I think many doubts and fears have been created with this topic. Most derived from the initial post of this thread which refers to a somewhat ambiguous query to the community regarding the import of tree nodes. They have described the process that will be done for mapping trees and that it is basically similar to what other tools do for mapping specific elements. MapComplete and MapContrib do the same process described= see a tree, map it, correct the position manually using satellite images if it has been misplaced. I wonder if the same fears have been expressed before the announcement of other mapping tools coming from well-known developers in the OSM world? On the contrary, before the announcement of new OSM mapping tools by those who make a first approach to this world, it is possible to read a cascade of comments related to the fear of doing something wrong. Regarding the correct positioning of any element, it must be taken into account that it is a process that has already been overcome with the different developments implemented to do so. And mapping a tree is not the most difficult thing to do in OSM, I think that was my first edition , a tree in the middle of a meadow, I don’t remember anyone writing to me asking if the GPS was ok, what was the margin error of my device or to take a photo of the bark of the trunk to later take the coordinates of that photo and thus know if it had been well positioned.

Suggesting that 3 photos per tree be taken, I don’t think it’s the best suggestion I’ve heard, saturating the OSM database even more with unnecessary elements and that I think are not the objective of the tool moderately described on this site, the usual would be a single image well taken.
How many images can be linked per node?
One: image=* (unless you collage and edit all 3 photos to fit in one frame); plus Wikimedia and Mapillary, that would force developers to upload the images to other databases or use existing ones, a difficult process for one tree and almost impossible for thousands of trees, which would force the use of a generic photo per species and that would annul the initial thesis of the project. I think the photos are going to be used to recognize the tree species by a recognition engine, but not to be linked to the OSM node. What engine will be used? Will it be based on Google images?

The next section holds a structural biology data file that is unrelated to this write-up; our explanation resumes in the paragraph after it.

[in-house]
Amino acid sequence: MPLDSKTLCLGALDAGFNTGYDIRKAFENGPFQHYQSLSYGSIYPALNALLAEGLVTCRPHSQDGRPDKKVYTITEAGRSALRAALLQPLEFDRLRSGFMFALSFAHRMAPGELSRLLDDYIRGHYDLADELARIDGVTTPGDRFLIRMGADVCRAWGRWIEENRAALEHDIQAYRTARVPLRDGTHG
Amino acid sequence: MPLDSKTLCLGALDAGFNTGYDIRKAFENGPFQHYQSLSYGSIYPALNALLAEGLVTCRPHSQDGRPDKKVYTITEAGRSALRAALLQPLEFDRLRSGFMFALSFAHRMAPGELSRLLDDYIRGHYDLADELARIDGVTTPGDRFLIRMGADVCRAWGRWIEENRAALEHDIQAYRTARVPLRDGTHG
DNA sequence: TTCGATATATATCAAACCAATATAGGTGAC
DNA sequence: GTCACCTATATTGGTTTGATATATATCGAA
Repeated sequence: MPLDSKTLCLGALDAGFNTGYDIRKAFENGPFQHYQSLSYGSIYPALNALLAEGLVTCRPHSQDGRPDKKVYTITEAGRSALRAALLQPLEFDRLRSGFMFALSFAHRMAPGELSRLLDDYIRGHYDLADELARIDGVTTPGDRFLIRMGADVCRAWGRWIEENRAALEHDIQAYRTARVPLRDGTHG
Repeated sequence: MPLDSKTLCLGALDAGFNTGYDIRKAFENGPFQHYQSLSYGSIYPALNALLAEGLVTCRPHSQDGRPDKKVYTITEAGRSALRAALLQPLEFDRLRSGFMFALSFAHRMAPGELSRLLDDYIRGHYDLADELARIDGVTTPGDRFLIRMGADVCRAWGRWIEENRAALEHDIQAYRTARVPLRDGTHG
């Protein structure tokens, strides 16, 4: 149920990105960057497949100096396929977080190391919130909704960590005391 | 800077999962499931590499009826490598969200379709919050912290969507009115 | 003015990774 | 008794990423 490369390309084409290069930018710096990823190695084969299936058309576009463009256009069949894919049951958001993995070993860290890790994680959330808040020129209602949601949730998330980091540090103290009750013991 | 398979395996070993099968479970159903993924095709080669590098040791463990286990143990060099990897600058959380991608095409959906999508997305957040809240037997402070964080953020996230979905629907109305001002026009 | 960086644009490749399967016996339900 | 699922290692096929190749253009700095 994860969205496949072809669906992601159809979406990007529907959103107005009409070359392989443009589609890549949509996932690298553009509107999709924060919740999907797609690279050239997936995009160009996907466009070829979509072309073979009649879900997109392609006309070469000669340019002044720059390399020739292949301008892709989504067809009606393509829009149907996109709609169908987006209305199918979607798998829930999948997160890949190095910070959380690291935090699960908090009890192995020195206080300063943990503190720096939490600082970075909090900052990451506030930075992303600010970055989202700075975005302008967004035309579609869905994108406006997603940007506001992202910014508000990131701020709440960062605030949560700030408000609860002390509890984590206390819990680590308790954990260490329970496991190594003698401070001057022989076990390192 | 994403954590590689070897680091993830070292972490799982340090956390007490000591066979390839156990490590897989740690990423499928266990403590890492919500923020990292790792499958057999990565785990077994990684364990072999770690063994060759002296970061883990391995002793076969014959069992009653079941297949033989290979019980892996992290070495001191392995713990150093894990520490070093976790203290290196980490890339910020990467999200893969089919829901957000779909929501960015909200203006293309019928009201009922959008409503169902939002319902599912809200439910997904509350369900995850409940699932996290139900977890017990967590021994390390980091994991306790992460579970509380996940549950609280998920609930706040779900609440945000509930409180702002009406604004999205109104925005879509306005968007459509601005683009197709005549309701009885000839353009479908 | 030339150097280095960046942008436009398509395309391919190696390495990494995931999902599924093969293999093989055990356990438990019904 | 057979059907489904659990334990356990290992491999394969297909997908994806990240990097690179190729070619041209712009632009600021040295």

My understanding is what is being proposed here is different. With MapComplete, etc. each user is logged in under their own OSM username, they are making edits while looking at existing OSM data (avoiding duplicates and topological errors such as trees on top of buildings [not entirely impossible, but unlikely]), and the resulting edits are uploaded to OSM rather quickly. My understanding of the proposal is that the edits from all of their users will be grouped together, and then uploaded at some later time by one of their employees, presumably under an OSM account dedicated to this task. Further, the user will not be directly interacting with OSM data, so cannot reasonably avoid duplicates nor topological problems, and those things will have to be dealt with through the bulk upload script.

Even if their users did a perfect job of collecting trees, the bulk upload process provides a lot of opportunities for things to go wrong, which is why we want to see the full script/program and the data.

If an individual OSM mapper uses something like MapComplete to add a few trees, the community has a chance to review before too much damage is done, and has the ability to provide feedback directly to that user through change set comments, but that would not be the case with what is being proposed here.

So based on this whole conversation, we would like to confirm that we are using GeoTagged photos, the photo taken of the tree will have a default corresponding lat. long.
Based off our testing, the location of image is quite accurate to where it should be. We also have a manual intervention option for the users to change the location pin if it is not that accurate.

The current version of our app is saving such info onto a feature layer on a private map, just like the openbenches website, we currently are hosting trees sent in by users in a database.